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Jessica Fino 12 Jul 2017 05:15pm

UK unemployment falls to lowest level in over 40 years

Unemployment in the UK dropped to 4.5% from March to May, the lowest level since 1975, according to the Office for National Statistics (ONS)

It found there were 1.49m unemployed people in the UK, 64,000 fewer than three months earlier and 152,000 fewer than last year.

The employment rate was 74.9% between March and May, the highest since 1971. There were 32.01m people in work, 175,000 more than in the previous quarter.

However, wage growth slowed during the three months to May. Average weekly earnings in real terms (adjusted for price inflation) fell by 0.7% including bonuses, and by 0.5% excluding bonuses.

Matt Hughes, ONS senior statistician, said, “The general picture is little changed on last month, with the overall employment rate and that for women both at record highs, the inactivity rate at a joint record low and the unemployment rate falling to its lowest since early summer 1975.

“Despite the strong jobs picture, however, there has been another real-terms fall in total earnings, with the growth in weekly wages low and inflation still rising.”

Anna Leach, CBI head of economic intelligence, said, “These figures underline the strength of the UK’s flexible labour market, which was recognised in yesterday’s Taylor Review. But declining real pay and productivity remain concerning, reinforcing the imperative that any changes following the review support the economy’s ability to create great jobs.

“Making real progress on productivity growth requires a modern industrial strategy, with real change on the ground on skills, infrastructure and innovation.”

John Hawksworth, chief economist at PwC, said, “The great UK jobs creating machine has kicked into gear again, with employment growth accelerating in recent months after slower growth in late 2016. The employment rate is now within touching distance of 75% for the first time ever, while the unemployment rate fell further to 4.5%.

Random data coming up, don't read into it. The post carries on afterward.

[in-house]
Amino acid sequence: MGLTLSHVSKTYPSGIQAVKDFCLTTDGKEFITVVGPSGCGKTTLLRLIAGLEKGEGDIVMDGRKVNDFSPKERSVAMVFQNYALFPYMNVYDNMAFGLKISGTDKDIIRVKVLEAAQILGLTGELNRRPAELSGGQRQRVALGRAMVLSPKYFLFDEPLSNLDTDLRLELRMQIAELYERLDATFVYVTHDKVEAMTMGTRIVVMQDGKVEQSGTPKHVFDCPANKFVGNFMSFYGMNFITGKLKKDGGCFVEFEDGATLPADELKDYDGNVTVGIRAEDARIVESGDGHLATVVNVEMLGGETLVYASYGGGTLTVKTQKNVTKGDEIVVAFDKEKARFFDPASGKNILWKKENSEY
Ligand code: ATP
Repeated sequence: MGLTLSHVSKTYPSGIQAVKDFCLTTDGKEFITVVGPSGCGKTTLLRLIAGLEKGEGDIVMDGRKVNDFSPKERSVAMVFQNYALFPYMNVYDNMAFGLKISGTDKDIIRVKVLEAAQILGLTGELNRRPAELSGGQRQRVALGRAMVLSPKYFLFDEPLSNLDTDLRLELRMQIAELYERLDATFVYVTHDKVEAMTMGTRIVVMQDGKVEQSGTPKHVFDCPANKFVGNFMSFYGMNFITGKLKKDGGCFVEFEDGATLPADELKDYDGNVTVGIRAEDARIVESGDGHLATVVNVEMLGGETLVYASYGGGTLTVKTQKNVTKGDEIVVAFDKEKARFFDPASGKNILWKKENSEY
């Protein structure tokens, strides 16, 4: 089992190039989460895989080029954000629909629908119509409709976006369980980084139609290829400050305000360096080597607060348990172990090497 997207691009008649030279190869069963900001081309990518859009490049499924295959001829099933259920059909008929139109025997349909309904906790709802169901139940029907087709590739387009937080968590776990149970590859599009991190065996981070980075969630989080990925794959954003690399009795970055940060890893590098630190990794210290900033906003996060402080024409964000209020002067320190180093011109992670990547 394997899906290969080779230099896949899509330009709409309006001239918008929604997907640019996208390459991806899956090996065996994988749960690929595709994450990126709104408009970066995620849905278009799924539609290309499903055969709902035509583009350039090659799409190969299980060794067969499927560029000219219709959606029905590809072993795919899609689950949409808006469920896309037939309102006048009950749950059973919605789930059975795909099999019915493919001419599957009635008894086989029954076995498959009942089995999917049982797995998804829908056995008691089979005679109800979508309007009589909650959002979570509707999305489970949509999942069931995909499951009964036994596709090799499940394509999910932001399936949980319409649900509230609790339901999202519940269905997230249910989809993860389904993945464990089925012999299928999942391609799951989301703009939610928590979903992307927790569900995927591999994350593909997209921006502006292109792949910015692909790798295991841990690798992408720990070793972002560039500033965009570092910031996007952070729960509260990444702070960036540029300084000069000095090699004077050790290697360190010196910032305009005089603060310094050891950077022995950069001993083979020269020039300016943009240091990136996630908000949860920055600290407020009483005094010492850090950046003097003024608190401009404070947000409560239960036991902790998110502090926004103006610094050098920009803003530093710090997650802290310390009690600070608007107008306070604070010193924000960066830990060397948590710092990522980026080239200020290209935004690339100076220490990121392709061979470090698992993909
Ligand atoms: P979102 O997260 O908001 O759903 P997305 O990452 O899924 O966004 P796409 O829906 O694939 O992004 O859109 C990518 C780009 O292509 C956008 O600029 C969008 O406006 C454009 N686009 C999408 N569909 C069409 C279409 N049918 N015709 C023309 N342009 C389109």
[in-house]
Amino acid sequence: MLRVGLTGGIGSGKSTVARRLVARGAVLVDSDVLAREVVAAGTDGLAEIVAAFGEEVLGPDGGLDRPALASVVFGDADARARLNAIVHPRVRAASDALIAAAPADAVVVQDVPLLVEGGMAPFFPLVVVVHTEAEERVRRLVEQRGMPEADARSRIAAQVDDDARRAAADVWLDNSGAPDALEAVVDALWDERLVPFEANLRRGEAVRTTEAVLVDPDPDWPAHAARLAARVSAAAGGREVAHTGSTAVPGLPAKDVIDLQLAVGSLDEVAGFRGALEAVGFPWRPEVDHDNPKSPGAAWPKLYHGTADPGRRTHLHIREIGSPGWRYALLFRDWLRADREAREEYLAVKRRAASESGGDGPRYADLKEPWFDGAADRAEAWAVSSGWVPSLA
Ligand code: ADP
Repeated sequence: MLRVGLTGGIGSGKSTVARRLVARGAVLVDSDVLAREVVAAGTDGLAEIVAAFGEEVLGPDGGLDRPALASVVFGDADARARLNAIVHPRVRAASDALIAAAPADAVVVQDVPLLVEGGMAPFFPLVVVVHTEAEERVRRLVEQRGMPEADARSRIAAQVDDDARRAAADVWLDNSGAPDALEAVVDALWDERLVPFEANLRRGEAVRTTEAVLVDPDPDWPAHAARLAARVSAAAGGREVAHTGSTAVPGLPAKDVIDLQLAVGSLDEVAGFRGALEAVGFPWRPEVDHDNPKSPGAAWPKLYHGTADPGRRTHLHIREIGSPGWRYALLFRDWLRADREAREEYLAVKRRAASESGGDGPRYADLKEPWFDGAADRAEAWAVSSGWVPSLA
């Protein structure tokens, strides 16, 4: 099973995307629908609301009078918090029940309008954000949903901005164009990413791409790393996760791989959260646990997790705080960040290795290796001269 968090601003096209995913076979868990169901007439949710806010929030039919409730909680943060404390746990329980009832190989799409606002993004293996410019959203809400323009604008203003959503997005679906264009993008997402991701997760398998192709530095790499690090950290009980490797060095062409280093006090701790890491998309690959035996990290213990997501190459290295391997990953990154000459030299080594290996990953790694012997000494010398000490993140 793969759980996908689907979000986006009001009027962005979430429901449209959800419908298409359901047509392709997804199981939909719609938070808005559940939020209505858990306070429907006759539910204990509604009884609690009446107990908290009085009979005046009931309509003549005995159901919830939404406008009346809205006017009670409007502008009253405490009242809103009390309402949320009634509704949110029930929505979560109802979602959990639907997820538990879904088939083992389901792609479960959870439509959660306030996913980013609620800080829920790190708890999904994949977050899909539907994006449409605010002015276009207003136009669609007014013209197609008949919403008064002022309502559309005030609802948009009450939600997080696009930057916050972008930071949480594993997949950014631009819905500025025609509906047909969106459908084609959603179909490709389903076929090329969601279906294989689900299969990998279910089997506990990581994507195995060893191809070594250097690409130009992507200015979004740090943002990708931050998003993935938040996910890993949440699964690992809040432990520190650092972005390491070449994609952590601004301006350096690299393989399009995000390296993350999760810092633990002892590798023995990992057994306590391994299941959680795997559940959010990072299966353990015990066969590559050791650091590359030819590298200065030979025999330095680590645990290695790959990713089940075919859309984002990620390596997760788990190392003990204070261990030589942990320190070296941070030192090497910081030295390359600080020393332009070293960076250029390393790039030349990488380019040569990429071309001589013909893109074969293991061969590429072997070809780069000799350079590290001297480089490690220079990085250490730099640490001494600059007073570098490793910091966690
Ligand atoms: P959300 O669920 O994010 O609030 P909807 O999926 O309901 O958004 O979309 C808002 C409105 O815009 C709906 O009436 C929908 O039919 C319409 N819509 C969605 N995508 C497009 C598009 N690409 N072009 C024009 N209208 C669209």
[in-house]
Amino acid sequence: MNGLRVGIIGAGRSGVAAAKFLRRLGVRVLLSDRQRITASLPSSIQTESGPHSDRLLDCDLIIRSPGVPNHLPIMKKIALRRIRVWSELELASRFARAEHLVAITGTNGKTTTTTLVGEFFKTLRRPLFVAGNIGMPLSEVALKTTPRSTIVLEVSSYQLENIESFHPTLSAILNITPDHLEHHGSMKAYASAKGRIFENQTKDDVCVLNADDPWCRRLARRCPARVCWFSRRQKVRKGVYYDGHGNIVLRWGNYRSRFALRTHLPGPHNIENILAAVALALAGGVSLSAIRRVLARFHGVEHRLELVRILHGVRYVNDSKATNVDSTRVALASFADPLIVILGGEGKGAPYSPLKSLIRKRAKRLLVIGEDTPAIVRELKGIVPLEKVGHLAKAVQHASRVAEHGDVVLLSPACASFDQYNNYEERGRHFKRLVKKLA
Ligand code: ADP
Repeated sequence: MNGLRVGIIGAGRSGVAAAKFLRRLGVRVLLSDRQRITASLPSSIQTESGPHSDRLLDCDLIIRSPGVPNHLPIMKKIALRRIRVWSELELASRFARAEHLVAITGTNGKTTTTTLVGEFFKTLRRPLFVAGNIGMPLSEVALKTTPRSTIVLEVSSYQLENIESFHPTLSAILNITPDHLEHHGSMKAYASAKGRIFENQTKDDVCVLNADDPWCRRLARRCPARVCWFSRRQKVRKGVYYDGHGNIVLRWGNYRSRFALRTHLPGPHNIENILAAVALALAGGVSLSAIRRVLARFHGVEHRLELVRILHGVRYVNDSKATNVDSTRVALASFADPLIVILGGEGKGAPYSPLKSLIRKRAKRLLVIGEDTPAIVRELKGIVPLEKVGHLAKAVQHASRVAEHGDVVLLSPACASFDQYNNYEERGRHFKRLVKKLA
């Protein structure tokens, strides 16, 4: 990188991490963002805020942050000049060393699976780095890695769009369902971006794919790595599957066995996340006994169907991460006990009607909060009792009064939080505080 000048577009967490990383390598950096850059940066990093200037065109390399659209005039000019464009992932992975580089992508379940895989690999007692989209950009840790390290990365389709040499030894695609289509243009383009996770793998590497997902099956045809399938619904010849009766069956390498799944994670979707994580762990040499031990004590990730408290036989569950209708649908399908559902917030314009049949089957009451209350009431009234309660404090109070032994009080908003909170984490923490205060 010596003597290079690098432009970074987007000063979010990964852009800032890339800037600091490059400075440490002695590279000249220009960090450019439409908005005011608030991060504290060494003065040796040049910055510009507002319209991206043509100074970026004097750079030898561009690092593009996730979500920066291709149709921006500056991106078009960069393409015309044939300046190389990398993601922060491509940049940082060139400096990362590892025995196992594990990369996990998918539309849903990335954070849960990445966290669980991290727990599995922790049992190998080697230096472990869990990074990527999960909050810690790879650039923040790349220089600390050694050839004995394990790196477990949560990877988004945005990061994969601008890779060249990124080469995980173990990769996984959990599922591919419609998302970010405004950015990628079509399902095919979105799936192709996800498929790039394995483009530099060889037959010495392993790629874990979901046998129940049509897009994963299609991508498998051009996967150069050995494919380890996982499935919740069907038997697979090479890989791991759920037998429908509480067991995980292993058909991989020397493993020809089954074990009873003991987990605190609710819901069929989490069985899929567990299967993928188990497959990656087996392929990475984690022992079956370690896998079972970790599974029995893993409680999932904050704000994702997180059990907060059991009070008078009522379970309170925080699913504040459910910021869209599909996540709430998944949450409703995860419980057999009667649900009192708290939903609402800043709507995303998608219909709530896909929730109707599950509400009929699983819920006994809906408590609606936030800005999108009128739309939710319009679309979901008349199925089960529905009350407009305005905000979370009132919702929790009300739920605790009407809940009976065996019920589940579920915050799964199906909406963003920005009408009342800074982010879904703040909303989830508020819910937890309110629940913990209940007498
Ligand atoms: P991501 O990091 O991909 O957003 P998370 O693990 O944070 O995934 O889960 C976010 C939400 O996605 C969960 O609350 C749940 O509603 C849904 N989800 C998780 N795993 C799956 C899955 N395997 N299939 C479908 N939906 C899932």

But he warned that real earnings growth remains deep in negative territory and appears unlikely to change anytime soon.

He added, “This will dampen consumer spending power, though the continued strength of the jobs market should prevent the recent slowdown in the economy turning into a recession.”

The ONS also said on Wednesday that the number of vacancies remained close to a record high, with 686,000 job vacancies in the services sectors for March to May 2017, accounting for 88.6% of all vacancies.

The sectors with the largest number of job vacancies were wholesaling, retailing and repair of motor vehicles (142,000) and human health and social work (120,000).

Frances O’Grady, the TUC’s general secretary said, “Three months of falling pay is three months too many. The clock is ticking whilst workers wait for the government to act.

“Ministers must set out a plan to get real wages rising across the public and the private sectors. They should start by scrapping the unfair pay restrictions on nurses, midwives and other public sector workers. And the minimum wage must be raised to £10 as quickly as possible.

“Tackling insecurity at work is important for improving pay too. When people don’t feel secure in their job, they are less likely to push for the pay rise they deserve. The government should start by accepting the Taylor Review recommendation to give agency workers equal pay. And they should go further and ban zero-hours contracts.”

Mike Cherry, national chairman at the Federation of Small Businesses (FSB), said, “With operating costs now at their highest in four years, small business employees are absorbing inflationary pressure by paying themselves less.

"Many will also be responding with further price increases, leaving all concerned with weakened discretionary spending power. Our consumer-facing members say they’re really starting to feel the impacts of decreasing demand.

”The new ‘dependent contractor’ status unveiled in the Taylor Review, if done right, should bring new wage policies for those unfairly treated in the gig economy, whilst also protecting the genuinely self–employed. But ministers must not be allowed to widen the net on a whim without robust parliamentary oversight.”

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